CIRCLE survey shows media creation encourages confidence and civic engagement in teens

The Tufts Cannon is pictured on Sept. 24, 2020. The cannon was painted with a message encouraging people to vote in the 2020 presidential election. Nicole Garay / The Tufts Daily

A study by Tisch College’s Center for Information and Research on Civic Learning and Engagement (CIRCLE) examined how teens below the voting age engage with social media in ways that encourage political engagement and activism. The survey, conducted from September to November of 2020 and published in October of 2021, found that teens who engage in media creation about social and political issues feel politically informed and empowered to engage in political conversations.

The study was spearheaded by Abby Kiesa, deputy director of CIRCLE; Madeline McGee, a diverse democracy fellow with CIRCLE; and Sara Suzuki, a postdoctoral research fellow with CIRCLE. A total of 1,847 teens in the United States aged 14 to 17 were surveyed between September and November of 2020. They were asked about their online activity, their engagement with social and political activism online and their experiences with media literacy in and out of school.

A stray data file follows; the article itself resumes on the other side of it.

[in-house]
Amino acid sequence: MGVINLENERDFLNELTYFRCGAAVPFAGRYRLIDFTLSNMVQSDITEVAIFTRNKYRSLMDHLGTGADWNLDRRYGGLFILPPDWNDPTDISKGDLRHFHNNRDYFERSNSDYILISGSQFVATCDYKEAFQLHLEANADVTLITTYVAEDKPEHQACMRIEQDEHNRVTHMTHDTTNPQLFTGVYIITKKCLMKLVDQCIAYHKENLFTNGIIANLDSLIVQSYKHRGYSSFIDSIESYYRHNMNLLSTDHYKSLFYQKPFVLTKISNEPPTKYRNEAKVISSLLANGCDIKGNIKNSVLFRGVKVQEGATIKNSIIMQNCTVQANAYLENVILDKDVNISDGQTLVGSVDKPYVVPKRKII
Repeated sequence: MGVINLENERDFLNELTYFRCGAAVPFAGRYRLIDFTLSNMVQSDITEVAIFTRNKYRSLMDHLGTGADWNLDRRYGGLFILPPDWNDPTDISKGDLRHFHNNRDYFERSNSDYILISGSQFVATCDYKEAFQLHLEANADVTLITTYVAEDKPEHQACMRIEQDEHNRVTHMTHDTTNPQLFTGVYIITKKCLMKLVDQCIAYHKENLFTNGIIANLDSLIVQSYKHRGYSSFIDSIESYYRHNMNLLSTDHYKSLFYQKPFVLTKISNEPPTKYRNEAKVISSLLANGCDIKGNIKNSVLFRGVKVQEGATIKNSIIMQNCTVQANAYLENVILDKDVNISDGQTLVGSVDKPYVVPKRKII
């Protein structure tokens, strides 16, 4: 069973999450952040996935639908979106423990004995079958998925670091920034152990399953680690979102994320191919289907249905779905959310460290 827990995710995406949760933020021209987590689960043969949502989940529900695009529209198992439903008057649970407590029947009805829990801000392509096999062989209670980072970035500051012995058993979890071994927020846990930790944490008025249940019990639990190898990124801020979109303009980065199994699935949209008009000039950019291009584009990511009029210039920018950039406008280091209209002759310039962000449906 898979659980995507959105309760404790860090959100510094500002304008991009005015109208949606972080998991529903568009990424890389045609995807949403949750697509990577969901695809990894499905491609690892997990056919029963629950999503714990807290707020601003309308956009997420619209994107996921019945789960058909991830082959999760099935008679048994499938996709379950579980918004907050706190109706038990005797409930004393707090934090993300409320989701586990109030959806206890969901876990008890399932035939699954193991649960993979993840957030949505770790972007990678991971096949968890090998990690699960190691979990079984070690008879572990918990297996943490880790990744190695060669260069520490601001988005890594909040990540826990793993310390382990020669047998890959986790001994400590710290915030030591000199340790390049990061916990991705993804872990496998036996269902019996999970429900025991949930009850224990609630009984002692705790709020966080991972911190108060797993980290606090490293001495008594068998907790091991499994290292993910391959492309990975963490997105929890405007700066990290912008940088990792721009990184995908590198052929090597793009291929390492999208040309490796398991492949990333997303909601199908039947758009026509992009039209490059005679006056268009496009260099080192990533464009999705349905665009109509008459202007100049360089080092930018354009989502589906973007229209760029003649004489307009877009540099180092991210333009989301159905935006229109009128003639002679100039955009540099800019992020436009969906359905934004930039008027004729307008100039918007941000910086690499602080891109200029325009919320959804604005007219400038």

The study found that nearly 45% of teens surveyed have engaged in at least one of three forms of media creation or sharing on the subject of social or political issues, including submitting content about politics or social issues to a website or media platform, creating a visual to raise awareness for a social or political issue or sharing an experience online to raise awareness.